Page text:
White ribbons dotted the procession route in St. Albert on Monday as thousands of residents in this suburb north of Edmonton came out to wave a final goodbye to the RCMP constable who died serving the community.
Mona Wynn said on Monday that her brother David Wynn was a Maritime prankster with a love of Red Rose tea who devoted his life to his family and serving the public – first as a paramedic in Nova Scotia, then as an RCMP officer on Canada's prairie.
"Dave was an ordinary man with an extraordinary capacity to make the world a better place for everyone around him," she said.
More than 7,000 local residents and police officers from across North America crowded into St. Albert's hockey arena to attend to the fallen Mountie's regimental funeral. As his family wept, Constable Wynn was remembered as "the finest example of a front-line police officer," said Inspector Kevin Murray of the St. Albert RCMP.
The constable's final hours of duty paint the portrait of the man's dedication to service.
It began just after midnight during a sleepy shift on Jan. 17 when Constable Wynn began checking licence plates in the parking lot of a casino near Edmonton's ring road. One of the plates didn't match that of the large pickup truck it was on. The truck was so tall that Constable Wynn needed to go inside the casino to get a stool to look at the identification number on the dashboard. He soon learned that the truck had been stolen.
The 42-year-old father of three then went inside to review security footage. Joined by auxiliary Constable Derek Bond, the duo soon spotted a suspect on the security tapes. They began walking the casino floor and found Shawn Rehn.
A career criminal, Mr. Rehn had a number of warrants out for his arrest. One had been issued only days earlier. Mr. Rehn ran and fired on both constables with a handgun he had concealed. Constable Bond was injured but will recover. Constable Wynn was struck in the head and never regained consciousness. He died four days later.
Mr. Rehn killed himself hours later. Alberta's Attorney-General has ordered a review of the justice system's dealings with the criminal, who made bail numerous times despite a pattern of flouting police and the courts.
"It's been said that we shouldn't pray to be sheltered from danger but rather to be fearless when confronting it. Dave was fearless," said RCMP Commissioner Bob Paulson.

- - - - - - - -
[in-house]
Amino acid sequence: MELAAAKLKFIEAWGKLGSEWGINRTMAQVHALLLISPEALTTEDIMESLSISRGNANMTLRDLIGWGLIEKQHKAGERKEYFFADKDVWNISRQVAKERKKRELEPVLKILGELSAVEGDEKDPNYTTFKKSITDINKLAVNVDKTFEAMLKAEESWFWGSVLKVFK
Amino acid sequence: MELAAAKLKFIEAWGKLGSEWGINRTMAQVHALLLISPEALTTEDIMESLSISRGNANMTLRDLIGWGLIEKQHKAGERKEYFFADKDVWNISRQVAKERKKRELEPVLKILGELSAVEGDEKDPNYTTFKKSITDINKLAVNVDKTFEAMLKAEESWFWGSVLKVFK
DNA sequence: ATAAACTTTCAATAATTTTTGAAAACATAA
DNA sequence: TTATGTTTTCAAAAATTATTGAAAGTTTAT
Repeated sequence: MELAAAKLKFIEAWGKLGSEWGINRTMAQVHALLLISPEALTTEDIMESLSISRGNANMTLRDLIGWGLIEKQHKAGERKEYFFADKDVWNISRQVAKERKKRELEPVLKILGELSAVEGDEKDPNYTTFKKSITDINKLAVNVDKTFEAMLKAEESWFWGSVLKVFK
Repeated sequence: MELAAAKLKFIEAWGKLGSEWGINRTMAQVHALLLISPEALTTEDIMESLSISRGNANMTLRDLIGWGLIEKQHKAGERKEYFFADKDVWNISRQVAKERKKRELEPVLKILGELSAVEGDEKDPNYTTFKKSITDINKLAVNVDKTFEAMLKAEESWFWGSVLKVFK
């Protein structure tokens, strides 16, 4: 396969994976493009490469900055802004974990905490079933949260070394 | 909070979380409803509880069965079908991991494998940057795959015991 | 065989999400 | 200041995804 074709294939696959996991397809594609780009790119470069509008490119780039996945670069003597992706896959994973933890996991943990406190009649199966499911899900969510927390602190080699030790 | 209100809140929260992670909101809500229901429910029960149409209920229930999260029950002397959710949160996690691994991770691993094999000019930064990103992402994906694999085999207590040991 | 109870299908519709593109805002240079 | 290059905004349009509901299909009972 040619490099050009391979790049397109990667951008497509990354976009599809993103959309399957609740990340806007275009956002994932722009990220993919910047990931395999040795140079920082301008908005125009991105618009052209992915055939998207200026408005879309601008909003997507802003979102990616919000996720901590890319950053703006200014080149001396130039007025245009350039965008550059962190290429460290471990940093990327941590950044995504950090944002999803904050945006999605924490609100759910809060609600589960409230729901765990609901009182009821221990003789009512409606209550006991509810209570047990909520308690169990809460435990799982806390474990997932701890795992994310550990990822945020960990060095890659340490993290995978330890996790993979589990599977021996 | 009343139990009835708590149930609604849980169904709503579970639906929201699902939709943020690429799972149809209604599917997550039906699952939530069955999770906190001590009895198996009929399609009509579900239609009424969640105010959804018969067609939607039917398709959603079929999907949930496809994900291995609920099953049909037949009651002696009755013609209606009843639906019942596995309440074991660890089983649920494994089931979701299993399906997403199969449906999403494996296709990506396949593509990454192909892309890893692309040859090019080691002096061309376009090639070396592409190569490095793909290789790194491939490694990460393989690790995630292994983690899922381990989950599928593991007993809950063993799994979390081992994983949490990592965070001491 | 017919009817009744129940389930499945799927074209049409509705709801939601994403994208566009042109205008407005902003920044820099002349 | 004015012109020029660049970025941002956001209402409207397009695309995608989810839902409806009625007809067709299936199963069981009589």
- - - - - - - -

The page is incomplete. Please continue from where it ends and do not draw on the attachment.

A sea of Mounties wearing traditional red serge uniforms and Sam Browne belts took to the streets of St. Albert on Monday. To the sound of bagpipes they walked along with a riderless horse, a pair of brown riding boots turned backward in the stirrups.
"After that initial shock the support has been phenomenal. With the crowds and the white bows, today will certainly help," said Sylvia Krentz, a local resident who signed her grandson out of school to attend the procession.
Ms. Krentz's son works with the St. Albert RCMP. Near her, a massive Canadian flag was hung from the ladder of a local fire truck.
"Dave would want us to make a contribution to the world around us; he did that with his choice of profession," Ms. Wynn said during her eulogy of her brother.
Still in his first posting with the RCMP, Constable Wynn also served as a liaison officer with the Keenooshayo Elementary School. On Monday, students from the school wore white bows and black T-shirts as they sang, "we can make a difference."
Along with the police officers from across the country at the funeral were a few officers from Bridgewater, N.S., where Constable Wynn served as a paramedic from 1996 to 2009. Two of his former colleagues sang a song to the audience, which included Prime Minister Stephen Harper and Alberta Premier Jim Prentice.
A native of New Brunswick, Constable Wynn enjoyed fly-fishing on the Miramichi River. His widow, Shelly MacInnis-Wynn, said she and her three boys would camp and fly-fish on a trip back east as they had planned to do with their father.